Guernsey evacuees and the beginnings of the Catholic church in Winsford
In 1940, a group of children evacuated from Guernsey were resettled in Winsford, where they lived for five years. Their story, and their lasting legacy to Winsford, has never been told before.
In June 1940, after the fall of France to Nazi Germany, the British government took the decision to abandon the Channel Islands. Lying a few miles off the coast of Normandy, they were of no strategic value and were deemed too difficult to defend. For Nazi Germany, the archipelago, centred on Jersey and Guernsey, offered a propaganda coup, as Berlin could claim occupation of British territory.
On 19 June, the Guernsey press announced plans for the evacuation to England of the island’s children: an estimated 6,000 were to be evacuated, along with their teachers. Two days later, the first ships departed St Peter Port, the island capital, bound for Weymouth, Dorset. On board one ship were 68 children and their teachers from Delancey Primary School, and nine days after that, on 30 June 1940, their island home was occupied by Nazi Germany.
From Weymouth, Guernsey’s children were scattered to safe places across England, and the group from Delancey Primary School went to Winsford, where they were billeted with local families. They were not the only children evacuated to the small industrial town in mid-Cheshire, as children from Liverpool and London were already there, one of whom recalls the day her foster-parents took in two of the Guernsey arrivals.
Eileen Bennett was evacuated from Liverpool to Winsford in 1939, together with two of her four brothers. Her brothers went to live in Over, and she became the ward of Bernard and Phoebe Curzon, of 48 Ledward Street, Wharton.
“I remember when the refugees from the Channel Islands came,” writes Eileen (pers.comm.). “It was a Sunday, and Mama Curzon said: ‘I will bring you a little sister’. I ran home from Sunday School to find two boys, brothers Len and Ronnie. They were lovely brothers to me for three years. We had wonderful foster parents; we all knew how much they loved us, as we did them. I left Winsford in 1943, after living there for four years.”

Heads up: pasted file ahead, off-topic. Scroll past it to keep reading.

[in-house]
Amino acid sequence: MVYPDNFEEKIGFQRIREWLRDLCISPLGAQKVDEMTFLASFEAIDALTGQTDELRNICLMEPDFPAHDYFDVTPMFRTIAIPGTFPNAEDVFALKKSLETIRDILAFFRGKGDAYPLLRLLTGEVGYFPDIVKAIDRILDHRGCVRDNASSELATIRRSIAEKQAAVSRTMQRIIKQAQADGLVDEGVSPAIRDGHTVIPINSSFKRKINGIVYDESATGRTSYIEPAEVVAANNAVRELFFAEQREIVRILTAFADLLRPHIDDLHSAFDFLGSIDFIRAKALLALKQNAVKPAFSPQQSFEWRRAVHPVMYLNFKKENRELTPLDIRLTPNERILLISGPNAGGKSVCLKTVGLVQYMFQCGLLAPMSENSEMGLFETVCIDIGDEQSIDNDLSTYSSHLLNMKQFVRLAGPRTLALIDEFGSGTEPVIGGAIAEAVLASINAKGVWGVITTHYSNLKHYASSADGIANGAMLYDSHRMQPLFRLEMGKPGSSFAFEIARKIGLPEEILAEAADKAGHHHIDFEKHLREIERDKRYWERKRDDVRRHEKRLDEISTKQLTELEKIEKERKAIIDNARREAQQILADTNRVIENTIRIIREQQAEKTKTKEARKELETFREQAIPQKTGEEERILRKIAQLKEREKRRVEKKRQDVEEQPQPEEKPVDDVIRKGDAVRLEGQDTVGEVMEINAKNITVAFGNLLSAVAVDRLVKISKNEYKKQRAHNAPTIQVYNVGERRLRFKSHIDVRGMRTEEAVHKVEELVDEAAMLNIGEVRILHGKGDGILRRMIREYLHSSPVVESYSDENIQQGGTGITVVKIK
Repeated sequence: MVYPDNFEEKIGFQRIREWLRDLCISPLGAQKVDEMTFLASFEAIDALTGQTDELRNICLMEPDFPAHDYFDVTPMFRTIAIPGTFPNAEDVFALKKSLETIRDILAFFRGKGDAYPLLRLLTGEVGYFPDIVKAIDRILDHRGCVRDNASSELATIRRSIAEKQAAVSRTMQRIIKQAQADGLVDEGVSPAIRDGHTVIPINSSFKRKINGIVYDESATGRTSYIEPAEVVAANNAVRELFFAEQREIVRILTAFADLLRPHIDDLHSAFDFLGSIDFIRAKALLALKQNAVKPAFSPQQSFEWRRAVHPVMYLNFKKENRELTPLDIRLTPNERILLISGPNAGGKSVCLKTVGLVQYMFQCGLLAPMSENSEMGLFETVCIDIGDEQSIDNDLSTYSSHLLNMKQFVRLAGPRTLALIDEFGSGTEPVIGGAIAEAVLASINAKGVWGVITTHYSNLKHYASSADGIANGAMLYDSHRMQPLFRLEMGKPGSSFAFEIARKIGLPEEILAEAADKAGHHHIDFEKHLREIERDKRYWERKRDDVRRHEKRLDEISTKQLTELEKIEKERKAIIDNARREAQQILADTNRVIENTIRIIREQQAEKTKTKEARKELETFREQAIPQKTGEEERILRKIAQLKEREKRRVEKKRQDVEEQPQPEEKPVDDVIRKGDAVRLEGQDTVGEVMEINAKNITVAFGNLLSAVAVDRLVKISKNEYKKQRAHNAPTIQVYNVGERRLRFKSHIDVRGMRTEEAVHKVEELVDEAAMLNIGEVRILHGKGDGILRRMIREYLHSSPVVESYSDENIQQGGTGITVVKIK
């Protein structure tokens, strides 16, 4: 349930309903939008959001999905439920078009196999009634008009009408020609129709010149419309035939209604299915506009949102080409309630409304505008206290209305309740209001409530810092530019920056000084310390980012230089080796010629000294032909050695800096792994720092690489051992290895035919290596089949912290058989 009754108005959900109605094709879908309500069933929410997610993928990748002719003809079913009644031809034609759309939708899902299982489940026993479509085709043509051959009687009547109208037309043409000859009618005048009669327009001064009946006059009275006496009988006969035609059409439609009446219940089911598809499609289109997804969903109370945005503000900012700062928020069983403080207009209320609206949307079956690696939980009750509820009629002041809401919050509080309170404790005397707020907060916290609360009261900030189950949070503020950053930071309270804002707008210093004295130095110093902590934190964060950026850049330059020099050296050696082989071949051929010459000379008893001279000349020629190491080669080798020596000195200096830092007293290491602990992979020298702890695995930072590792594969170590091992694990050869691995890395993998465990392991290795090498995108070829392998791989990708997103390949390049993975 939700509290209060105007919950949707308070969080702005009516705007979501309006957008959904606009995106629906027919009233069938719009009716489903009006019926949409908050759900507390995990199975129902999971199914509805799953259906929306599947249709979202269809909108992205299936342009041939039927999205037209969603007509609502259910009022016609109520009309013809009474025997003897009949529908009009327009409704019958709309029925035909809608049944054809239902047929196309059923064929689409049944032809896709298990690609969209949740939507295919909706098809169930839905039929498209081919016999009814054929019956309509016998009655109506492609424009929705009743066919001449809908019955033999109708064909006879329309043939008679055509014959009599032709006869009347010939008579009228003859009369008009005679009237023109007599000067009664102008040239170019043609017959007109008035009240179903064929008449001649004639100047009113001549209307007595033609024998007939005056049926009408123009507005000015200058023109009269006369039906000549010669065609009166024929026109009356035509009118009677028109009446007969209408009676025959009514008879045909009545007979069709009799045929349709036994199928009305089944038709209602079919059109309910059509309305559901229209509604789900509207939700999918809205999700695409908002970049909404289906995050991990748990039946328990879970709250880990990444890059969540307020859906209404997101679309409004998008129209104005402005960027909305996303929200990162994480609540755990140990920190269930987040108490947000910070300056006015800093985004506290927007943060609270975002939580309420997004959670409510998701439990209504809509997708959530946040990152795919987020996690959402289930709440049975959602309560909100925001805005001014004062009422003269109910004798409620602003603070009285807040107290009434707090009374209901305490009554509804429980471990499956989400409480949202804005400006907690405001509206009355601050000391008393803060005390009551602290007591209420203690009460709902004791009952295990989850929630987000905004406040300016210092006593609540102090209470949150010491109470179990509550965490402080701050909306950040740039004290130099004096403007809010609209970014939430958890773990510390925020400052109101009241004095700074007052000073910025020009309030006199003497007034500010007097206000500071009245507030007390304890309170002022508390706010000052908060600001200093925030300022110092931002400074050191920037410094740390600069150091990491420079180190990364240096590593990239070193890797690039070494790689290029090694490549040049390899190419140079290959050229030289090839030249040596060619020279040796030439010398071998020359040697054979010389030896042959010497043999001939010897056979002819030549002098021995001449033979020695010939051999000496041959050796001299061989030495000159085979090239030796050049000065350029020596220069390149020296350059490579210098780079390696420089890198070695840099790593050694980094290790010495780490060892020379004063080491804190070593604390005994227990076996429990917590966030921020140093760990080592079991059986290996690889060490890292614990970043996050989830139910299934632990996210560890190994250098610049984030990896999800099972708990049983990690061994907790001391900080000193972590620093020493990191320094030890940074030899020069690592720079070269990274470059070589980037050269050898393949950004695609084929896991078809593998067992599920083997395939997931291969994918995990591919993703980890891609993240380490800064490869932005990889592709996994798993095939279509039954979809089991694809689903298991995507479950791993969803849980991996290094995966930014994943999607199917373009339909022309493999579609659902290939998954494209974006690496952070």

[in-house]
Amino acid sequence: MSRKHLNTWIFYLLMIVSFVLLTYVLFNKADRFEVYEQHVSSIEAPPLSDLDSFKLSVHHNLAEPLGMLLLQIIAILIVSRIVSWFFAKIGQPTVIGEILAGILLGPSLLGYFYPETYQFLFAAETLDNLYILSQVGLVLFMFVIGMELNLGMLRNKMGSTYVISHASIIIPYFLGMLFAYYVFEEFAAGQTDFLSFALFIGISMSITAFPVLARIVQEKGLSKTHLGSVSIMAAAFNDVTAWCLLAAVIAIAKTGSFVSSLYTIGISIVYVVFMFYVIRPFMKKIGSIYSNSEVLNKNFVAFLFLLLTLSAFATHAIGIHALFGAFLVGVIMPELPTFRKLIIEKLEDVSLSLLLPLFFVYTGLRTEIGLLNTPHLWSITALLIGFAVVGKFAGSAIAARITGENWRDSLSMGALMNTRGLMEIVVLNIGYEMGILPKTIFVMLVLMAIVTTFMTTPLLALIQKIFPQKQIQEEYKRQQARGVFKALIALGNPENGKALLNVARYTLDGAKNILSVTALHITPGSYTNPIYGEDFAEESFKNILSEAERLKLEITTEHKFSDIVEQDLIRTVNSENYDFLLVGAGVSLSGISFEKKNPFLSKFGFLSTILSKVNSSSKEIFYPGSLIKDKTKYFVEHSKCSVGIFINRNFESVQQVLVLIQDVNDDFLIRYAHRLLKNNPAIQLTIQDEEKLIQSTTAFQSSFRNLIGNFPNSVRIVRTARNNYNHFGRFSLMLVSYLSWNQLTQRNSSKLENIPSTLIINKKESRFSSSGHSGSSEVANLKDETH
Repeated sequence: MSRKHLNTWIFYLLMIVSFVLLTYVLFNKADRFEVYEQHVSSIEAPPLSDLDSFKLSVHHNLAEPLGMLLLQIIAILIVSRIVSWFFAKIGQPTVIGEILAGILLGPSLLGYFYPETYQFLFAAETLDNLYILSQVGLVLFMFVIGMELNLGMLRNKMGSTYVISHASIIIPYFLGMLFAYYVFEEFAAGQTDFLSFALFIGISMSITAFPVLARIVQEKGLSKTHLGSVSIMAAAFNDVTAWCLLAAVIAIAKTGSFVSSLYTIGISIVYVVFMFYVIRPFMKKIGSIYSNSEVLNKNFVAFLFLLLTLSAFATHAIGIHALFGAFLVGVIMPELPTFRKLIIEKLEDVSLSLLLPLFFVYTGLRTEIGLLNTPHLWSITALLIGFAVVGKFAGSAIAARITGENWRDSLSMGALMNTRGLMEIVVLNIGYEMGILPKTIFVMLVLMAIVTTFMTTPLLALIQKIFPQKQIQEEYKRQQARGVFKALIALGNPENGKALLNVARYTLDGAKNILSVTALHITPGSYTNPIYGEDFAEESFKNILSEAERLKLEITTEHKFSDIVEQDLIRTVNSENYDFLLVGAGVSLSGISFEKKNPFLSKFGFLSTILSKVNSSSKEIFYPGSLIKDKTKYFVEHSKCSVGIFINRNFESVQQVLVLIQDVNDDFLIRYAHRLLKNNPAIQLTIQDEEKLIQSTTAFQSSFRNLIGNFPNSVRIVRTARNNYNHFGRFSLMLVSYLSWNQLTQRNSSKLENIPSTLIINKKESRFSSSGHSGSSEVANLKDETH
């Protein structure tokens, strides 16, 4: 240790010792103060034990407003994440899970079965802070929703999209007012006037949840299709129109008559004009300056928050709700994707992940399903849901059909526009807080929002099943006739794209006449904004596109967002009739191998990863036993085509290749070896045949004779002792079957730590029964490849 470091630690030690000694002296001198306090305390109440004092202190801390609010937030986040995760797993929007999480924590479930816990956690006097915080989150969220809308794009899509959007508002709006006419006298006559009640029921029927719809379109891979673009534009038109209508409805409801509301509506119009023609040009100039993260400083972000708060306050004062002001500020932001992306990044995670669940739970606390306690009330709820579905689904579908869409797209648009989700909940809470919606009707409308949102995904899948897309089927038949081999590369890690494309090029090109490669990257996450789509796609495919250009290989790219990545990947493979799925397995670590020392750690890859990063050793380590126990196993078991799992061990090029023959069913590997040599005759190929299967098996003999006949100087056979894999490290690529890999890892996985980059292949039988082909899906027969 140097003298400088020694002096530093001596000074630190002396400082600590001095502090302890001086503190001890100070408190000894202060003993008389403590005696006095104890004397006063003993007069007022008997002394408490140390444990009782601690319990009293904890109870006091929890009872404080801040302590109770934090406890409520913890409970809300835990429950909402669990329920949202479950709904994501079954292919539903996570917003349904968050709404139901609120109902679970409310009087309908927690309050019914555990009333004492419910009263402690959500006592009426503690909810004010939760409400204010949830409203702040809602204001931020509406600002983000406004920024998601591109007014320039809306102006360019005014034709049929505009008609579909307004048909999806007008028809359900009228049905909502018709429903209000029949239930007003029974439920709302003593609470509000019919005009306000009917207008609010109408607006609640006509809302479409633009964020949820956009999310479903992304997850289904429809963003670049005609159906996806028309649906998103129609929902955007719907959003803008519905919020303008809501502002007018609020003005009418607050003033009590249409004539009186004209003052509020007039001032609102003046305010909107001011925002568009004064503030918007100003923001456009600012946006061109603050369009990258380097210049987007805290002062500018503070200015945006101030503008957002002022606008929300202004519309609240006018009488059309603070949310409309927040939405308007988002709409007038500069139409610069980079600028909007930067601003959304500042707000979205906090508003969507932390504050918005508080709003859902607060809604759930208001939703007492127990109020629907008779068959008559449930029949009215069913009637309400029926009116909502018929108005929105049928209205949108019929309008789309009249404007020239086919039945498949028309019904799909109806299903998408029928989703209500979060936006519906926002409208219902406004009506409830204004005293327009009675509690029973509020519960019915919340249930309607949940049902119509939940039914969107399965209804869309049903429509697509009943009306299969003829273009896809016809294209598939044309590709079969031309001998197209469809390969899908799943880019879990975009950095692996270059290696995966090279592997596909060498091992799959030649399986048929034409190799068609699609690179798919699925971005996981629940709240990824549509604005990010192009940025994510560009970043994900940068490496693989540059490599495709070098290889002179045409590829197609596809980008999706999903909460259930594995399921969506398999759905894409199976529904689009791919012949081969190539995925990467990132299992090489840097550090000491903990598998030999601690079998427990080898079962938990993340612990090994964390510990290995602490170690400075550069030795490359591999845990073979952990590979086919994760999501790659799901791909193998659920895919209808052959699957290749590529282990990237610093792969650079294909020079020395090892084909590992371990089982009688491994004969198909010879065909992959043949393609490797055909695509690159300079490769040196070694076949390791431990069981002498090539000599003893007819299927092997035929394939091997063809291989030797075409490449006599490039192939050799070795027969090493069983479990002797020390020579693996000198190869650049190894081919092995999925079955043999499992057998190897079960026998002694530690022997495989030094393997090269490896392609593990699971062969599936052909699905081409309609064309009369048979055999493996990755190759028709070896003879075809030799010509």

Leonard, 8, and Ronnie Allen, 11, arrived in Winsford with their classmates from the Delancey Primary School, and their teachers – nuns from the Sisters of Mercy, a Catholic women’s order known for their educational work. Under the leadership of Sister Mary de Sales, the “Guernsey School” was established, which ensured the children in her care were taught together, just as they would have been on Guernsey (Winsford’s Guernsey School was one of many set up throughout England, wherever the island’s children had been evacuated to).
Suitable premises were needed, and the Armstrong Hall, Chapel Road, Wharton, became the first home of the Winsford Guernsey School (today, the building is a care home, known as Chapel House). The school was later moved to Wharton Methodist Sunday School – a building next to the Armstrong Hall.
But it wasn’t only the children’s academic education that Sister Mary was addressing: she needed them to continue their spiritual education, as would have happened had they stayed on Guernsey.
In 1940, Winsford did not have a Catholic parish, church, or priest. The town was served by Methodist, Anglican and Congregational churches, and the few Catholics who did live in Winsford had to travel out of town to attend Mass.
Winsford Urban District Council (WUDC) stepped in to help, and a room at the Brunner Guildhall was offered to Sister Mary de Sales. Every Sunday, Father Bleach, himself an evacuee from Guernsey, made the 25-mile round trip from Knutsford to offer Mass at the Guildhall – an arrangement that lasted for the duration of the war.